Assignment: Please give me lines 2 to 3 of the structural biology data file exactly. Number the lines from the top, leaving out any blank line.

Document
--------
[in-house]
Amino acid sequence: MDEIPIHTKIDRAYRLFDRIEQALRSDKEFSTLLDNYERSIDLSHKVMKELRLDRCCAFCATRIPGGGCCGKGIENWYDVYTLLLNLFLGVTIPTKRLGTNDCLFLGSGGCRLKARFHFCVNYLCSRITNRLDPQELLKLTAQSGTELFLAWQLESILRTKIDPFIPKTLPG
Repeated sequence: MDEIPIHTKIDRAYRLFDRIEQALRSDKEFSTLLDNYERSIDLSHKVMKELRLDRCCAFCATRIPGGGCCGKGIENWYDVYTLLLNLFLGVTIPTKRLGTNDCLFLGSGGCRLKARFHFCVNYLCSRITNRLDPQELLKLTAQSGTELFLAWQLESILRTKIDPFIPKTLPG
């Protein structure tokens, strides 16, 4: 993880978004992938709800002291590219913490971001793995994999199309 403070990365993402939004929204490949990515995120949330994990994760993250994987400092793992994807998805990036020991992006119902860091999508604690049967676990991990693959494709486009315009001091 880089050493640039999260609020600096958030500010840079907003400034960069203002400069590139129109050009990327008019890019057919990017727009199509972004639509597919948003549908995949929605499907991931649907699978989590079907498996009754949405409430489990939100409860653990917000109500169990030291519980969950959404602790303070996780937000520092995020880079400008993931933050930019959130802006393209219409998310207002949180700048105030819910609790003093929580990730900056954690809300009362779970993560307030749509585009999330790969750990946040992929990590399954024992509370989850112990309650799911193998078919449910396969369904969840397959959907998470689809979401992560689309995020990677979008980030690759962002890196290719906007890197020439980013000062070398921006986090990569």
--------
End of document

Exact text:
Amino acid sequence: MDEIPIHTKIDRAYRLFDRIEQALRSDKEFSTLLDNYERSIDLSHKVMKELRLDRCCAFCATRIPGGGCCGKGIENWYDVYTLLLNLFLGVTIPTKRLGTNDCLFLGSGGCRLKARFHFCVNYLCSRITNRLDPQELLKLTAQSGTELFLAWQLESILRTKIDPFIPKTLPG
Repeated sequence: MDEIPIHTKIDRAYRLFDRIEQALRSDKEFSTLLDNYERSIDLSHKVMKELRLDRCCAFCATRIPGGGCCGKGIENWYDVYTLLLNLFLGVTIPTKRLGTNDCLFLGSGGCRLKARFHFCVNYLCSRITNRLDPQELLKLTAQSGTELFLAWQLESILRTKIDPFIPKTLPG